The World of Speed
Presents the result of a study on different countries to determine which has the fastest way of life. Factors in ranking the countries; Implications of the study.
By Marian M. Jones published July 1, 1997 - last reviewed on June 9, 2016
If you think New York is bustling, you've never lived in Ireland, where the pace of life is second fastest in the world, according to a study of 31 countries conducted by psychologist Robert Levine, Ph.D. Other hectic homelands include Switzerland (1st), Germany (3rd), Japan (4th), and Italy (5th), Levine reports in A Geography of Time (Basic Books). Rounding out the top 10: England, Sweden, Austria, the Netherlands, and Hong Kong. The U.S. came in a sluggish 16th, with Canada finishing 17th and Mexico last.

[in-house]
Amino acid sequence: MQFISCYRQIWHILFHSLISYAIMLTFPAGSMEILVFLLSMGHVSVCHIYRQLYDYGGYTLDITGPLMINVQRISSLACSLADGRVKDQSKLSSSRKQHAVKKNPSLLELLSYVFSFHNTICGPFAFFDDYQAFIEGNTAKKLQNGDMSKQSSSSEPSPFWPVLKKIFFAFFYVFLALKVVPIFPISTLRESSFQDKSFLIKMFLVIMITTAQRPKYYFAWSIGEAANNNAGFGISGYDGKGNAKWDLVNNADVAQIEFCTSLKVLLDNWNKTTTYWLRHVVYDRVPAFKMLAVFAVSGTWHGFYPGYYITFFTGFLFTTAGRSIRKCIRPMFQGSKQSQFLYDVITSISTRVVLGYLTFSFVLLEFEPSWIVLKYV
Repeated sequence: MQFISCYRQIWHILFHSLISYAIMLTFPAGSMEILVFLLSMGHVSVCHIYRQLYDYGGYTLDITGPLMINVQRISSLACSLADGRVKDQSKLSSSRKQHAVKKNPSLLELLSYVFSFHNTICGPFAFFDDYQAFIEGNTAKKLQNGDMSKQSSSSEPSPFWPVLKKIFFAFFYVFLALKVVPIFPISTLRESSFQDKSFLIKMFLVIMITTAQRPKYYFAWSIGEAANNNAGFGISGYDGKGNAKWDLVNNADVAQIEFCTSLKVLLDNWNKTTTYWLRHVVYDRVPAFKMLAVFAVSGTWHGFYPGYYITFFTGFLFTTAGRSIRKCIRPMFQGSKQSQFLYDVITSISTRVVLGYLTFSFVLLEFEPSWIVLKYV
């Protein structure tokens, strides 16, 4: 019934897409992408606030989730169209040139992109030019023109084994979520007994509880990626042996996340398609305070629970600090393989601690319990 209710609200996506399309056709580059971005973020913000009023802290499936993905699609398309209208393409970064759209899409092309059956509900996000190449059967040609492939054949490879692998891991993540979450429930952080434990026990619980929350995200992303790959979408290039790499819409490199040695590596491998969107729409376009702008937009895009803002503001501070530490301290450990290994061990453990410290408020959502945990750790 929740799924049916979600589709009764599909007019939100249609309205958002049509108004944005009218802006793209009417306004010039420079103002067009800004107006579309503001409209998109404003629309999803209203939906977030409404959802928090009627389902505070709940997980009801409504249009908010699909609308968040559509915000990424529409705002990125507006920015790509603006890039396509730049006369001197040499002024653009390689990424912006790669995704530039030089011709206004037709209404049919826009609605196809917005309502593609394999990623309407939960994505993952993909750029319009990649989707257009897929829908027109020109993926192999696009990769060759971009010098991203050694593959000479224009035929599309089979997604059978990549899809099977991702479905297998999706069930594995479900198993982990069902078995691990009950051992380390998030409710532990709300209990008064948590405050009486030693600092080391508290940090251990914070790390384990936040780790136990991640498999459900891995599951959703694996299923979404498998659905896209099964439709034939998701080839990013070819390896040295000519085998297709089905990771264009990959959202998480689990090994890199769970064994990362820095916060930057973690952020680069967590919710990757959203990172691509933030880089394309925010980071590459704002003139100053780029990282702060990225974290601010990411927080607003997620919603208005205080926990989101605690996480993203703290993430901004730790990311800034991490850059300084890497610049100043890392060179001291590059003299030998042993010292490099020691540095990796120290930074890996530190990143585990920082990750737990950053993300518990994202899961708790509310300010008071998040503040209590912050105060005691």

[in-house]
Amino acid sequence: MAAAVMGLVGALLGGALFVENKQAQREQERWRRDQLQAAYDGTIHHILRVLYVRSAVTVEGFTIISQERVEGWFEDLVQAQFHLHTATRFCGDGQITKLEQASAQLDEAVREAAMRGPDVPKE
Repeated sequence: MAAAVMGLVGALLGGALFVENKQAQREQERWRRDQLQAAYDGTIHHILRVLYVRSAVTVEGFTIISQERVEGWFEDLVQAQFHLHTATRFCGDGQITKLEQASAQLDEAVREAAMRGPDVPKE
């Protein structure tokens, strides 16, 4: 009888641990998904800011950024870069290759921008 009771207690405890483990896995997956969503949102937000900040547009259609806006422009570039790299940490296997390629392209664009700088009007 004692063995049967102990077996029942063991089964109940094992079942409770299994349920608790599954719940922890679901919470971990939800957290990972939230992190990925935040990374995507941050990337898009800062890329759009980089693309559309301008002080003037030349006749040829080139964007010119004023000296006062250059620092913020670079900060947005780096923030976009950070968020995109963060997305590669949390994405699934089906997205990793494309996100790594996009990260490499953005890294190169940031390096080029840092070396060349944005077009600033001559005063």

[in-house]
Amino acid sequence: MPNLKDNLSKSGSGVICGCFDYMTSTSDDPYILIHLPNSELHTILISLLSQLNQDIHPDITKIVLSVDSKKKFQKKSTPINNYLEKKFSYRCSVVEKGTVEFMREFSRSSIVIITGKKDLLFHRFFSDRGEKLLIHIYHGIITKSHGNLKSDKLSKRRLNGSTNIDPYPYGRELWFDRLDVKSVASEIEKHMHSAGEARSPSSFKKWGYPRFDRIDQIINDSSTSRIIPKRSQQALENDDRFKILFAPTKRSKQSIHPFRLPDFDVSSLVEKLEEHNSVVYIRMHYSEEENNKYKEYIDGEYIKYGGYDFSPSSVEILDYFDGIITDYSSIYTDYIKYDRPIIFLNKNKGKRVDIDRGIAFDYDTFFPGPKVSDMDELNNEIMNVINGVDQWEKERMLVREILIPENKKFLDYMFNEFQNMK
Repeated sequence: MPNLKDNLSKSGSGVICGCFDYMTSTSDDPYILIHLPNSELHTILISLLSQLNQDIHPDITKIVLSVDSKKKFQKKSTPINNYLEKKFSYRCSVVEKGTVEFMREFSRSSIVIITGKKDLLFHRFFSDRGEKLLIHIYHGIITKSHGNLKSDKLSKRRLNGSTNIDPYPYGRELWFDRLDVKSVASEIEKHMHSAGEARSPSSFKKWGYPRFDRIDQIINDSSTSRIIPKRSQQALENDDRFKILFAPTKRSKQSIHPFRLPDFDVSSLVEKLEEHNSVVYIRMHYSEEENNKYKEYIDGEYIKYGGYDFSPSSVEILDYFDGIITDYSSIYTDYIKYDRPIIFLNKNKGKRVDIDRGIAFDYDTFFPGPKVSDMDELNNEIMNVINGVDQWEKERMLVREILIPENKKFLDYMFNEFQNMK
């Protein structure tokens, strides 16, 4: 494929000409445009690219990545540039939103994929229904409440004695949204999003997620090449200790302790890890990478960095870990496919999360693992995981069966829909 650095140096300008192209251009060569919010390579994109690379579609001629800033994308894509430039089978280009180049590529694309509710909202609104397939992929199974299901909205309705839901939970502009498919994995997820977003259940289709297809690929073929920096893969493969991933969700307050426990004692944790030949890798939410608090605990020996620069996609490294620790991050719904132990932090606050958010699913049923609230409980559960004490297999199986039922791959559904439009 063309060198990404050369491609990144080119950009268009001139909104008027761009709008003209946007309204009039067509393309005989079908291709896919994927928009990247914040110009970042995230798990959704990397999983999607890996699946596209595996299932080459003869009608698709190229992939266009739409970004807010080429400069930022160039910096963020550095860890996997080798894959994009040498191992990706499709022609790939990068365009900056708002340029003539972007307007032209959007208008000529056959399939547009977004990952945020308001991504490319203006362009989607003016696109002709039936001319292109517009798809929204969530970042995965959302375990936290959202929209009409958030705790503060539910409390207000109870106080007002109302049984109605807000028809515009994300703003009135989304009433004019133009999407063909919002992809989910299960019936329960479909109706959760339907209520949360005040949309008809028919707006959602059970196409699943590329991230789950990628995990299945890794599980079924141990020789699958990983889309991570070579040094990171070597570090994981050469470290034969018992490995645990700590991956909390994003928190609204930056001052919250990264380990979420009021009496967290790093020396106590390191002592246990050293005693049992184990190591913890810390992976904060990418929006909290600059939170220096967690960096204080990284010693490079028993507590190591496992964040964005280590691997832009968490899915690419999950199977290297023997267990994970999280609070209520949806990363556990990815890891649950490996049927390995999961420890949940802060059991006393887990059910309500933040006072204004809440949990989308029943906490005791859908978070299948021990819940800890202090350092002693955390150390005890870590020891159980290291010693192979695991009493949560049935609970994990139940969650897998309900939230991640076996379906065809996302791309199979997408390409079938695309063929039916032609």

Levine based his rankings on three factors: downtown walking rates, postal speed, and public clock accuracy While this method had quirk—Japanese postal clerks slowed down to wrap a single stamp in a little package—it confirmed that rich, industrialized nations are faster-paced than less developed ones. "Economic success goes with a fast pace of life, but speed is a mixed blessing," says Levine. "People in faster-paced places tend to be more satisfied with their lives, but have more coronary disease." Japan's low heart disease rate is an exception, apparently because the Japanese value hard work but not heart-disease prone Type A personalities. So why is Ireland, a far poorer country, so fast? Perhaps the maritime chill keeps people moving.